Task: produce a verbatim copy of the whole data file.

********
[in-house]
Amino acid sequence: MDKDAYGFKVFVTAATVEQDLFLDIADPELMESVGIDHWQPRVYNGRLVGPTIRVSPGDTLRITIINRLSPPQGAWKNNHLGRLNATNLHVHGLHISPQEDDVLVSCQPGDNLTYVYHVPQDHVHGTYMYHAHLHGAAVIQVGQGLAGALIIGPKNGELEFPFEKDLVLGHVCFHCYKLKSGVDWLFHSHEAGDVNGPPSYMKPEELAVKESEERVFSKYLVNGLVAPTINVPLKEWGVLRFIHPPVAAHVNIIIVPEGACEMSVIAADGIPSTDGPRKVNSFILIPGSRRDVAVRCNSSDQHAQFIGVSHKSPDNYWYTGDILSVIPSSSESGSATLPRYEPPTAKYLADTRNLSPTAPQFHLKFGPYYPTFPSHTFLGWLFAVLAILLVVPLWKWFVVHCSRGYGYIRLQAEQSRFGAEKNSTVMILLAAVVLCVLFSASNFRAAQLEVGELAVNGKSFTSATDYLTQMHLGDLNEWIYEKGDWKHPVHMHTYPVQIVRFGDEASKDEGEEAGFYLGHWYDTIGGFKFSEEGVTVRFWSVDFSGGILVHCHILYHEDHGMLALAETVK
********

[in-house]
Amino acid sequence: MDKDAYGFKVFVTAATVEQDLFLDIADPELMESVGIDHWQPRVYNGRLVGPTIRVSPGDTLRITIINRLSPPQGAWKNNHLGRLNATNLHVHGLHISPQEDDVLVSCQPGDNLTYVYHVPQDHVHGTYMYHAHLHGAAVIQVGQGLAGALIIGPKNGELEFPFEKDLVLGHVCFHCYKLKSGVDWLFHSHEAGDVNGPPSYMKPEELAVKESEERVFSKYLVNGLVAPTINVPLKEWGVLRFIHPPVAAHVNIIIVPEGACEMSVIAADGIPSTDGPRKVNSFILIPGSRRDVAVRCNSSDQHAQFIGVSHKSPDNYWYTGDILSVIPSSSESGSATLPRYEPPTAKYLADTRNLSPTAPQFHLKFGPYYPTFPSHTFLGWLFAVLAILLVVPLWKWFVVHCSRGYGYIRLQAEQSRFGAEKNSTVMILLAAVVLCVLFSASNFRAAQLEVGELAVNGKSFTSATDYLTQMHLGDLNEWIYEKGDWKHPVHMHTYPVQIVRFGDEASKDEGEEAGFYLGHWYDTIGGFKFSEEGVTVRFWSVDFSGGILVHCHILYHEDHGMLALAETVK